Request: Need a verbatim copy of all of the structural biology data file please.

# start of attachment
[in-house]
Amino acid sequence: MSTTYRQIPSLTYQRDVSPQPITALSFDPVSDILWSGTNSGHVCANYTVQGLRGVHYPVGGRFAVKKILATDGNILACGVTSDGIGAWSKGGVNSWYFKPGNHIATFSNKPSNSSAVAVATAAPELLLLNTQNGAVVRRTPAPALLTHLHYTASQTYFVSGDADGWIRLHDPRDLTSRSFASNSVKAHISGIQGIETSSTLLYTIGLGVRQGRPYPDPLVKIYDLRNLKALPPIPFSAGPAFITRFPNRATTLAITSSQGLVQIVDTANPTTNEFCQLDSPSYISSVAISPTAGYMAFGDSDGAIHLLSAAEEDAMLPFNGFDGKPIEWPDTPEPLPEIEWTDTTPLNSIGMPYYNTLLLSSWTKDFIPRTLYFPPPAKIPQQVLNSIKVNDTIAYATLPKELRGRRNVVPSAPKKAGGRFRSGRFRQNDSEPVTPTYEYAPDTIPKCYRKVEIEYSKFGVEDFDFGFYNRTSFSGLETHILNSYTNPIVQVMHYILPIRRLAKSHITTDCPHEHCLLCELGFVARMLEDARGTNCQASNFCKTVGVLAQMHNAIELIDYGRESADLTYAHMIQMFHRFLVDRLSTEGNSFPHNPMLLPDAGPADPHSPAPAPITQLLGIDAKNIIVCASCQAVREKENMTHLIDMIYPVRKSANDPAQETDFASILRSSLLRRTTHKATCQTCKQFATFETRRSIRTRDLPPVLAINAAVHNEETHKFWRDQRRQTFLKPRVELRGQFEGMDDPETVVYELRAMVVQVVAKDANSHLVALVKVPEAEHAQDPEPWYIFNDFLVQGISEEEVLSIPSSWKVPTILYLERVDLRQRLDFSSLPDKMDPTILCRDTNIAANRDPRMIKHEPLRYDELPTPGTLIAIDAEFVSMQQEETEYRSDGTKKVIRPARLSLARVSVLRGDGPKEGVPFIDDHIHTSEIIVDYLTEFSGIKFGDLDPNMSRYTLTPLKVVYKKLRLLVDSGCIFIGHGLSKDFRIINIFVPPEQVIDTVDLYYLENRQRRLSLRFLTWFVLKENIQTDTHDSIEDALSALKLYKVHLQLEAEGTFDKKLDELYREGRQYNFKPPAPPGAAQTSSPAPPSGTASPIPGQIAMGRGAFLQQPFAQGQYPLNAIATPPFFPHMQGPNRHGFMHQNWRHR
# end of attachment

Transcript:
[in-house]
Amino acid sequence: MSTTYRQIPSLTYQRDVSPQPITALSFDPVSDILWSGTNSGHVCANYTVQGLRGVHYPVGGRFAVKKILATDGNILACGVTSDGIGAWSKGGVNSWYFKPGNHIATFSNKPSNSSAVAVATAAPELLLLNTQNGAVVRRTPAPALLTHLHYTASQTYFVSGDADGWIRLHDPRDLTSRSFASNSVKAHISGIQGIETSSTLLYTIGLGVRQGRPYPDPLVKIYDLRNLKALPPIPFSAGPAFITRFPNRATTLAITSSQGLVQIVDTANPTTNEFCQLDSPSYISSVAISPTAGYMAFGDSDGAIHLLSAAEEDAMLPFNGFDGKPIEWPDTPEPLPEIEWTDTTPLNSIGMPYYNTLLLSSWTKDFIPRTLYFPPPAKIPQQVLNSIKVNDTIAYATLPKELRGRRNVVPSAPKKAGGRFRSGRFRQNDSEPVTPTYEYAPDTIPKCYRKVEIEYSKFGVEDFDFGFYNRTSFSGLETHILNSYTNPIVQVMHYILPIRRLAKSHITTDCPHEHCLLCELGFVARMLEDARGTNCQASNFCKTVGVLAQMHNAIELIDYGRESADLTYAHMIQMFHRFLVDRLSTEGNSFPHNPMLLPDAGPADPHSPAPAPITQLLGIDAKNIIVCASCQAVREKENMTHLIDMIYPVRKSANDPAQETDFASILRSSLLRRTTHKATCQTCKQFATFETRRSIRTRDLPPVLAINAAVHNEETHKFWRDQRRQTFLKPRVELRGQFEGMDDPETVVYELRAMVVQVVAKDANSHLVALVKVPEAEHAQDPEPWYIFNDFLVQGISEEEVLSIPSSWKVPTILYLERVDLRQRLDFSSLPDKMDPTILCRDTNIAANRDPRMIKHEPLRYDELPTPGTLIAIDAEFVSMQQEETEYRSDGTKKVIRPARLSLARVSVLRGDGPKEGVPFIDDHIHTSEIIVDYLTEFSGIKFGDLDPNMSRYTLTPLKVVYKKLRLLVDSGCIFIGHGLSKDFRIINIFVPPEQVIDTVDLYYLENRQRRLSLRFLTWFVLKENIQTDTHDSIEDALSALKLYKVHLQLEAEGTFDKKLDELYREGRQYNFKPPAPPGAAQTSSPAPPSGTASPIPGQIAMGRGAFLQQPFAQGQYPLNAIATPPFFPHMQGPNRHGFMHQNWRHR